Are you prepared for the new EU Data Protection Law?


By Laura Colebrook, Solicitor


The current Data Protection Directive (95/46/EC) is set to receive an overhaul of the sort which would leave Santa and his elves with a whole mountain of paperwork and internal administration to deal with before he could even think about jumping into his sleigh.

The Directive was introduced in 1995, and implemented into UK law in 1998, hence it predates the current technology and communication methods which have subsequently developed over this 16 year period.

The European Commission first proposed to unify the law in this area in 2012. The purpose of the new rules will be to ensure that the use of personal data are consistent across EU member states. A new single-law General Data Protection Regulation (GDPR) has now been adopted by European Parliament and is expected to come into force between March and September next year.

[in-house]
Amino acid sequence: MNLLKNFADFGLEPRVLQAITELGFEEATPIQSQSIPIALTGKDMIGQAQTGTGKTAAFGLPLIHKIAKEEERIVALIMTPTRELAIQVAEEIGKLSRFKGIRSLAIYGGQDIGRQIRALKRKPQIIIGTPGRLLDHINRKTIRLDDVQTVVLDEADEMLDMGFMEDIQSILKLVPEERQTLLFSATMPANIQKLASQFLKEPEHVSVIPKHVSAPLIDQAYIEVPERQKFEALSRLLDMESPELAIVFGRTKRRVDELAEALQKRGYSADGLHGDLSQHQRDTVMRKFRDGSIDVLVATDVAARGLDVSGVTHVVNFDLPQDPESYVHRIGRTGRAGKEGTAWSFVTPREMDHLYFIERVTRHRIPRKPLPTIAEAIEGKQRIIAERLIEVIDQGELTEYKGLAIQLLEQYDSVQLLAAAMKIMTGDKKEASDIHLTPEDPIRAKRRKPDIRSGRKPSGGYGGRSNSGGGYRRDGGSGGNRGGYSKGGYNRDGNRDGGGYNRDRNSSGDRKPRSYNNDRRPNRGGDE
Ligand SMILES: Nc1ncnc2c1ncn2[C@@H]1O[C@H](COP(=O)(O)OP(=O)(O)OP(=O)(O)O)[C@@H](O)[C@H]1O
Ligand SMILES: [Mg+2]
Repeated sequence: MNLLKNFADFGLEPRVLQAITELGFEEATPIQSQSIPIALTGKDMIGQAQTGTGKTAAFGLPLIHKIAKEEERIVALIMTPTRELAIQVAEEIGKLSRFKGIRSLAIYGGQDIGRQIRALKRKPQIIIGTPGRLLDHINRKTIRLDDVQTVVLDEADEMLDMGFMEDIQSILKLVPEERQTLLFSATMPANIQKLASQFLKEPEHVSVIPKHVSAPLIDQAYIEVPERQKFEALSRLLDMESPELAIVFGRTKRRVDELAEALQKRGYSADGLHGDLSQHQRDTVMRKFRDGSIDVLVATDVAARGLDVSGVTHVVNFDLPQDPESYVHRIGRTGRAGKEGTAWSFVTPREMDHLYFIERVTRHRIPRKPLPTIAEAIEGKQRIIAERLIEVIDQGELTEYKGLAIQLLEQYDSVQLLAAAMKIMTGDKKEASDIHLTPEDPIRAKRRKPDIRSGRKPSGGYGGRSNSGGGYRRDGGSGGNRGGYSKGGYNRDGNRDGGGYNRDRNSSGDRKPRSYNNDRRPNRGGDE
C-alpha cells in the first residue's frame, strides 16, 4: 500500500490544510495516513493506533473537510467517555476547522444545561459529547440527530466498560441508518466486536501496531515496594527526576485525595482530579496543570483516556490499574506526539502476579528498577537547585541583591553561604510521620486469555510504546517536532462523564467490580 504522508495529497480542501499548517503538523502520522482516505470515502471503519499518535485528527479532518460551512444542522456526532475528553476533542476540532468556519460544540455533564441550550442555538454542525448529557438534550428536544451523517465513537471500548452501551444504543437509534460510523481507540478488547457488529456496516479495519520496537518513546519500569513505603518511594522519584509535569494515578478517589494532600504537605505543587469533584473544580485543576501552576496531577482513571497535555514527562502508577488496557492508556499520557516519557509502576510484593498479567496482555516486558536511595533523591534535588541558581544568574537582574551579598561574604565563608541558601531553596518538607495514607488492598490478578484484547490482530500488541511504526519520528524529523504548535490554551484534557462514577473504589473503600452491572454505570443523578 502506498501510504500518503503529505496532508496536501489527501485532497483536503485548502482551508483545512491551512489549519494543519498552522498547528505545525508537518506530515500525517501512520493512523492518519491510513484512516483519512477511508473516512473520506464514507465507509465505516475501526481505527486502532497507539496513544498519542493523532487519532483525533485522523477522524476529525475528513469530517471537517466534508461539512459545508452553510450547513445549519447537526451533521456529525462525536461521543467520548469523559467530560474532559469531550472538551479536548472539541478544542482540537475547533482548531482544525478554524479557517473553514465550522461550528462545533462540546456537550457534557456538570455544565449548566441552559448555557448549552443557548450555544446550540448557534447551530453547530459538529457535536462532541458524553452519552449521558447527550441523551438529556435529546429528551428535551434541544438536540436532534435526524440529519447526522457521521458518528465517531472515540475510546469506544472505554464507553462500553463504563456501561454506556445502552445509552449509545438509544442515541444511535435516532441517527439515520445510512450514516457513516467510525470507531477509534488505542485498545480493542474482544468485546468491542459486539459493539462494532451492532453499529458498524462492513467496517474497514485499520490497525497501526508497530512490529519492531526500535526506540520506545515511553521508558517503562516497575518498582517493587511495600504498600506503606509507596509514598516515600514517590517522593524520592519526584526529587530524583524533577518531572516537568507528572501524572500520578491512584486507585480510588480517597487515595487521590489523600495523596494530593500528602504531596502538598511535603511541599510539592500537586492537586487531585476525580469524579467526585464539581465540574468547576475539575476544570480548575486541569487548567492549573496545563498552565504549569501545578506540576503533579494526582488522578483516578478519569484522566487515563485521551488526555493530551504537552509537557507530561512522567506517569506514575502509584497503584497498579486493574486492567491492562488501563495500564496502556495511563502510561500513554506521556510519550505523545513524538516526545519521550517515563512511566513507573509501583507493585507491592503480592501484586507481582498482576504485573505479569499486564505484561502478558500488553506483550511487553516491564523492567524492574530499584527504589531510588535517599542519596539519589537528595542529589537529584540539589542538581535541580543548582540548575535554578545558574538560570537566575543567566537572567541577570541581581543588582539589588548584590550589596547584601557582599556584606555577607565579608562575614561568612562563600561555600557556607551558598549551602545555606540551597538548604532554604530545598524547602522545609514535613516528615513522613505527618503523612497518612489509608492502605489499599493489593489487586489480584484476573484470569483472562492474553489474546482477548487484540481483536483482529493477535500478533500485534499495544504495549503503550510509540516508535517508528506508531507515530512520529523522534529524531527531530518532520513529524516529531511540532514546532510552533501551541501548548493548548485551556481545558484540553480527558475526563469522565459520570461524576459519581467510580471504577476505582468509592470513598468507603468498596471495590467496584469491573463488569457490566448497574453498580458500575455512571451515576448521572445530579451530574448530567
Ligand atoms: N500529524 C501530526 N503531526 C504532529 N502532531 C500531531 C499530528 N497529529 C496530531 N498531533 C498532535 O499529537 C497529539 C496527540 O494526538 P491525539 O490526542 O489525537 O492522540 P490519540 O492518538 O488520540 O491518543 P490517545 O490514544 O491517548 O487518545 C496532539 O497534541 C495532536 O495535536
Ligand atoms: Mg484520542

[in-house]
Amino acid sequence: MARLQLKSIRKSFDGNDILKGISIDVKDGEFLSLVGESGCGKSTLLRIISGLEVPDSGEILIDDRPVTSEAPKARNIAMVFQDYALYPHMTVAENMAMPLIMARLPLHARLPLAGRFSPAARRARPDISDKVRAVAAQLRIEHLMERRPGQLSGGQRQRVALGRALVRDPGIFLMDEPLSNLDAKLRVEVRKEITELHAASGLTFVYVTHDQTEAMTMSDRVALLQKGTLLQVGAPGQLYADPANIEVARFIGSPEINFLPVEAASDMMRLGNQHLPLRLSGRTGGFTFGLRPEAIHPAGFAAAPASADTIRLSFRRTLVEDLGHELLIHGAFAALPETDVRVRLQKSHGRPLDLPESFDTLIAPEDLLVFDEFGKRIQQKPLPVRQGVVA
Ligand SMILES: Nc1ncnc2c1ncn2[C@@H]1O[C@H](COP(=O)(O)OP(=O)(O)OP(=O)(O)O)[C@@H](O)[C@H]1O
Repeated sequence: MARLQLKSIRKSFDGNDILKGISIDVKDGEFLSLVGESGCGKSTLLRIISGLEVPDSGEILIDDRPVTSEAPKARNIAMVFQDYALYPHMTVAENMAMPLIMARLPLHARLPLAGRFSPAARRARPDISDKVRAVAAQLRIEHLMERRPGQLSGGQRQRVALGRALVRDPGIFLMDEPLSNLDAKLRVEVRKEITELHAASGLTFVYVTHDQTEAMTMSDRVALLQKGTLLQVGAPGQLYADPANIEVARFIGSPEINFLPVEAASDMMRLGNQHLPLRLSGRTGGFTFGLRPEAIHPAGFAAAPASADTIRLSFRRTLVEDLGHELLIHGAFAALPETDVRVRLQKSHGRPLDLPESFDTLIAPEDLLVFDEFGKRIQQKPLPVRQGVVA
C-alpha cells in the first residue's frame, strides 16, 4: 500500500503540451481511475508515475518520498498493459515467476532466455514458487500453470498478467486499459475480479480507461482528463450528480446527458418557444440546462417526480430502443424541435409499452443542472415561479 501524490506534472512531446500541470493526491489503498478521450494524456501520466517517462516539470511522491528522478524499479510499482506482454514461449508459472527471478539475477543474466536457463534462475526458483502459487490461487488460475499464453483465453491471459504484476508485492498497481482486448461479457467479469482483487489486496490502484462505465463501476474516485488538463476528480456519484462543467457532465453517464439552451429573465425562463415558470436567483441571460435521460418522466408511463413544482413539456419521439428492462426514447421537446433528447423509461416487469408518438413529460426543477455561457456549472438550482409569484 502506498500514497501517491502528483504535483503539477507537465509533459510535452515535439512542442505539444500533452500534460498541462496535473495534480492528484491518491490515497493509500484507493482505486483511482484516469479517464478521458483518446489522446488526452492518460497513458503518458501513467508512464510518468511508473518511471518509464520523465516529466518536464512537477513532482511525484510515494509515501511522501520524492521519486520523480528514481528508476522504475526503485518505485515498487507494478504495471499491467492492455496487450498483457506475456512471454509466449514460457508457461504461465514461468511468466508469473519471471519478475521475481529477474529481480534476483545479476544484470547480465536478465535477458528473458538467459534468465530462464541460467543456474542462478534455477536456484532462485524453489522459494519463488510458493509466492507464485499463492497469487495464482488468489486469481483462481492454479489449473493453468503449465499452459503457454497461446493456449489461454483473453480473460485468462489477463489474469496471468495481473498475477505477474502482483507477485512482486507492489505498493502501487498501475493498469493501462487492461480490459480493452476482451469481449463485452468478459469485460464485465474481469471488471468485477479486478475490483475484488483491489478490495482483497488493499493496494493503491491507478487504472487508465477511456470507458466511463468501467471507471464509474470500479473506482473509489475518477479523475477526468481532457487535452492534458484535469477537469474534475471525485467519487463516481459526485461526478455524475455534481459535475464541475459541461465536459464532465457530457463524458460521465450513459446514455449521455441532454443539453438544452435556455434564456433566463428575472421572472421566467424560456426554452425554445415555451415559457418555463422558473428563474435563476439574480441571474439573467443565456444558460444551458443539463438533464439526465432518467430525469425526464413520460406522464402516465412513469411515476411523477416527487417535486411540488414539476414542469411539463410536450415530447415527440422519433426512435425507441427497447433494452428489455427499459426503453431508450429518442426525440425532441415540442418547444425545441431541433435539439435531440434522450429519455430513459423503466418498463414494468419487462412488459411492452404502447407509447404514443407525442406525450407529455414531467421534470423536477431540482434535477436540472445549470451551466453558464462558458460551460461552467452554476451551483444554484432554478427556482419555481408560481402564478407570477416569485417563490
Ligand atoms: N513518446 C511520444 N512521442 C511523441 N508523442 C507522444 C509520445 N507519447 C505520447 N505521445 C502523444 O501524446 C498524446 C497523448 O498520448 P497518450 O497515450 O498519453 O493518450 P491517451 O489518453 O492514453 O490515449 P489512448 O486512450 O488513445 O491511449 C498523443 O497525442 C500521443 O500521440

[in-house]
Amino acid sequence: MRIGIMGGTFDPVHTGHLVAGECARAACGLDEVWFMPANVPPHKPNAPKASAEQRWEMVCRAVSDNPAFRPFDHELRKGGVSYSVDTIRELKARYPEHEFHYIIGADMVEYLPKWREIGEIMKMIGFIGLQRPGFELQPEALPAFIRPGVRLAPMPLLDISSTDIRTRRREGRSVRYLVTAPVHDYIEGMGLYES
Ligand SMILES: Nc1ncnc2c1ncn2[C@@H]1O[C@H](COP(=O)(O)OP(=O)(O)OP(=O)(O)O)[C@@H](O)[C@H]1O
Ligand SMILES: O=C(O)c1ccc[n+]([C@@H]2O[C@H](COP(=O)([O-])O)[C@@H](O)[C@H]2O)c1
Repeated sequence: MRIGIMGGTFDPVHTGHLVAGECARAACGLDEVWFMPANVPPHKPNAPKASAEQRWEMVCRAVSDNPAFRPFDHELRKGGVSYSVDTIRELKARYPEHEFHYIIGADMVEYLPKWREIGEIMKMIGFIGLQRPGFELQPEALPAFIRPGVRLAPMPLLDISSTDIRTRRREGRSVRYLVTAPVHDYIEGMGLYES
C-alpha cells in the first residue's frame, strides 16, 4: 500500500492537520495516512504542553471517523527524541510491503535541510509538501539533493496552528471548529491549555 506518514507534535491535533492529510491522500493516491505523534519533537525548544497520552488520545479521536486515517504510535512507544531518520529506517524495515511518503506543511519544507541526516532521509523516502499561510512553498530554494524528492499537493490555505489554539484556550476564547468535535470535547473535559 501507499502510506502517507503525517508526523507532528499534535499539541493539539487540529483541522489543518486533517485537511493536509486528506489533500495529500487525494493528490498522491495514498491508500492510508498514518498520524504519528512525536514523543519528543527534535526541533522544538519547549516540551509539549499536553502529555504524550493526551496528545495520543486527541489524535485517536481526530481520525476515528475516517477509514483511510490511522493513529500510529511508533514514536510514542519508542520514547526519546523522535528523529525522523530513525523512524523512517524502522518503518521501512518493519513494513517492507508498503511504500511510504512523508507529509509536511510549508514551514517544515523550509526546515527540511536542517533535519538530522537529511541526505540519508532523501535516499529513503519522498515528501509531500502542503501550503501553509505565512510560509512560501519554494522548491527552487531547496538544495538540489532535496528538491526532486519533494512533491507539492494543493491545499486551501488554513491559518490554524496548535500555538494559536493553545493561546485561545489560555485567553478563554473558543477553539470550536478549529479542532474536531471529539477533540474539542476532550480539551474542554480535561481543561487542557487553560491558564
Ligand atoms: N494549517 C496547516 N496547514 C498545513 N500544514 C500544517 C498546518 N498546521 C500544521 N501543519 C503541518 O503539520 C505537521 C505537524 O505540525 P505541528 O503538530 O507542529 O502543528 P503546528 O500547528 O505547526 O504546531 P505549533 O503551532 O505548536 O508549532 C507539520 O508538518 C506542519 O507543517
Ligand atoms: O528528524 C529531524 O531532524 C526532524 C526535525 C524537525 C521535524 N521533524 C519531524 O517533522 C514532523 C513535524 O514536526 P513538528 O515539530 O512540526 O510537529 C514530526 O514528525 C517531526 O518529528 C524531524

But how will this affect charities?

Under the new law, any organisation (including a charity) with more than 250 employees will have to appoint a Data Protection Officer. Their role will be to ensure that data protection rules are being enforced appropriately. At present, no guidance has been provided on how to comply with such standard, aside from involving a “suitably qualified” person with an understanding of data protection laws.

The application of this rule appears to be particularly arbitrary to charities, considering the new law does not take into account the often significant amount of personal information a large charity will have under its control.

Other changes that will impact charities include:

So what do charities need to do?

These proposals mean charities will have to drastically alter their internal date systems to adapt to the new law.

If charities get the law wrong, they will be subject to further scrutiny. Fines of up to €1m (£780,000) or 2 per cent of annual worldwide turnover could be imposed. A duty to notify of any data breaches will also be implemented, giving charities 24 hours to contact the authorities and the individuals whose personal data was affected.

Charities are therefore urged to prepare now for the changes rather than wait and risk falling foul of the law.

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